Quantum Racing's skipper-helm Terry Hutchinson and crew are already doing their utmost to unfold a programme which will give them the best possible chance of becoming the first team yet to win the Circuit two year in succession.
The full team have just completed 12 good days of training, tuning and testing off Valencia in preparation for the first regatta of the Audi MedCup season, and will log six more training days in Alicante before racing starts there on May 12th for the TP52 Series.
The hull shape and keel of the Botin Carkeek designed Quantum Racing remain unchanged on last year, other than small refinements and some structural improvements.
Their main strategy has been to continue to get more speed from the 'aero package' - the rig and sails.
We have sailed for twelve days now in Valencia and it was all good", US Sailor of the Year Hutchinson reports this week. "I think I made a comment to someone that it is nerve racking because everything is going so smoothly, and so you kind of wonder what is out there that we are missing, but we have an extra 14 months with the boat under our belts as we start this season, and that makes a big difference."
"We sailed four days with the Spanish team, doing practice races and all, and that was really, really good. We did not change the boat at all, not any hull modifications. We did do some structural stuff, and upgraded the hydraulics and a lot of little things.”
The Quantum Racing team's immediate goal is to leverage maximum advantage from their accumulated knowledge of their proven, winning boat in the early part of the season:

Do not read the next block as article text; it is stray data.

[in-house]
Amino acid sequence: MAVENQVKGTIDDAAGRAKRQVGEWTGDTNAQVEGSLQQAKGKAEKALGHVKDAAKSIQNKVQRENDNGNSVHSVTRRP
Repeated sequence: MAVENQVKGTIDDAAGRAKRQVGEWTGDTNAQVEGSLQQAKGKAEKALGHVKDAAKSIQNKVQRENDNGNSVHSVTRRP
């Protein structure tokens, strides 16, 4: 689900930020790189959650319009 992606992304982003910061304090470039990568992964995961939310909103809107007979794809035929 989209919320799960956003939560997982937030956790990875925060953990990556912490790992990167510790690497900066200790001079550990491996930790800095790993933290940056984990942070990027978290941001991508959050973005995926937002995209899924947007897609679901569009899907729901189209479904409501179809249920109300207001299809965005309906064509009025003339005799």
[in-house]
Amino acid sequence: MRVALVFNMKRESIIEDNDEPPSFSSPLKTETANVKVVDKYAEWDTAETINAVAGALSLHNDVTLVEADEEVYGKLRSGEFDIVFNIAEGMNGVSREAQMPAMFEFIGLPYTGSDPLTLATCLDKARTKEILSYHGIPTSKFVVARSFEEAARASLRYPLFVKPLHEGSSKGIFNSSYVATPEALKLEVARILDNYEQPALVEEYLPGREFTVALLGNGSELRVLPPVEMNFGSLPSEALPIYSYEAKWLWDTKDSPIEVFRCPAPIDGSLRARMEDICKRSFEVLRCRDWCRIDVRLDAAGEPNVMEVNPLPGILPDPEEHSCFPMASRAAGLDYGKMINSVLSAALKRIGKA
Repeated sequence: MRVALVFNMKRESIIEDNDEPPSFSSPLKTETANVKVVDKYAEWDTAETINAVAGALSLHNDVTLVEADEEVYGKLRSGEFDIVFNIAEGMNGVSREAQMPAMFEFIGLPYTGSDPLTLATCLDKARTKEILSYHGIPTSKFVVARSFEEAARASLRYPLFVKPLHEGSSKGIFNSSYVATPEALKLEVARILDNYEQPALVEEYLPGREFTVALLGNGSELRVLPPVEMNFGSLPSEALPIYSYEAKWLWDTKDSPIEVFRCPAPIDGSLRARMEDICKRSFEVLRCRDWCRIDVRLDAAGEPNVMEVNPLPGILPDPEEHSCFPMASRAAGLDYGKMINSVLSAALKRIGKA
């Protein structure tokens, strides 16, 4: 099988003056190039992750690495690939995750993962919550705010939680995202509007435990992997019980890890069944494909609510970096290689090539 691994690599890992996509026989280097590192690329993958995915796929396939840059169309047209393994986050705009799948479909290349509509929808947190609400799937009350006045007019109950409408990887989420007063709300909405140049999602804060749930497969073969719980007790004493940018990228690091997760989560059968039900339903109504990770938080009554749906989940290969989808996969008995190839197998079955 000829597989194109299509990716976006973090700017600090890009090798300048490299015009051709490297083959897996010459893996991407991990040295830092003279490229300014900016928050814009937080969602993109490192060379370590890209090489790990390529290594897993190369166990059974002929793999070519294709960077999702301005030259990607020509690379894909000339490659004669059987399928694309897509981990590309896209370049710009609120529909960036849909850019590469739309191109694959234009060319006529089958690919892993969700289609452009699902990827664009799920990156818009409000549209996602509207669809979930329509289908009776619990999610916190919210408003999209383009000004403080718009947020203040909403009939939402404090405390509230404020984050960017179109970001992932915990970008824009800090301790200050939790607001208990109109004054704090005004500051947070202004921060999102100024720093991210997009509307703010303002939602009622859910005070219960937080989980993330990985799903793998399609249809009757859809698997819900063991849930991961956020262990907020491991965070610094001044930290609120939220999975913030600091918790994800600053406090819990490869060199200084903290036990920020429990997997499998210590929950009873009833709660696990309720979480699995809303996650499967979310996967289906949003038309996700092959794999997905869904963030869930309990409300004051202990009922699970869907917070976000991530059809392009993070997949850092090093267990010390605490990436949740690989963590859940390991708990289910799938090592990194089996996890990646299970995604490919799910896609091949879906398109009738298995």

"Everything we have seen in pictures of the new boats is what you'd expect them to be." Says Hutchinson, "At this early time in the season while they are still figuring out their boats it is going to be pretty even racing, but as the season wears on you would expect the new boats to be better."
The only personnel changes to the triumphant Quantum Racing line up on the water is the loss of bowman Jeremy Lomas (back to his native Emirates Team New Zealand). He is replaced by Dave Tank (USA), while Robert Hopkins (USA) will fill in as navigator for Ian Moore (IRL) for the first three Audi MedCup regattas.
"It is always a little bit of a war of attrition. It is not necessarily the races that you win, but those that maybe you get round the top mark in 10th and then get a fifth from which are important. It is about keeping yourself in the hunt until the end of the series."
Hutchinson and the team were a formidable force in 2008 and all the signs are that they will be equally tough to beat on this 2009 Audi MedCup Circuit.
Monday, April 20, 2009
The halfway point on leg six of the Volvo Ocean Race has been reached and long-term leader, Telefónica Blue is in the enviable position of being able to watch the battle unfold over 100 miles behind them.
“We have been keeping pace with the guys behind which gives us some comfort, although we are still pushing hard to maintain our position,” noted helmsman Simon Fisher.
Telefónica Blue is at the same latitude as the island of Trinidad, but 1000 nm to the east and 1100 nm from the Caribbean island of Antigua. Behind them, the closest racing is between Ericsson 3, now in third place, just holding off Ericsson 4 who is a mile behind, and PUMA who is three miles behind. Thirty-three miles back, Telefónica Black and Delta Lloyd are also engaged in combat with just eight miles separating the two, while Green Dragon is threatening, just two miles behind.
During the last three hours, the chasing pack has been averaging approximately a knot faster than Telefónica Blue has and it is PUMA who has covered the furthest distance since 1300 GMT yesterday, sailing 486 nm.
PUMA’s skipper, Kenny Read, describes the sailing as beautiful but wet, reaching in 18 – 20 knots of wind in the northeast trades, a band of wind about as predictable as any in the world. According to Kenny, it leads to a different style of sailing. “Not the ‘sail-changing world championships’ we have bad over the past week, this is more the ‘throw up all the rag you can and hold on’ style of sailing,” he says.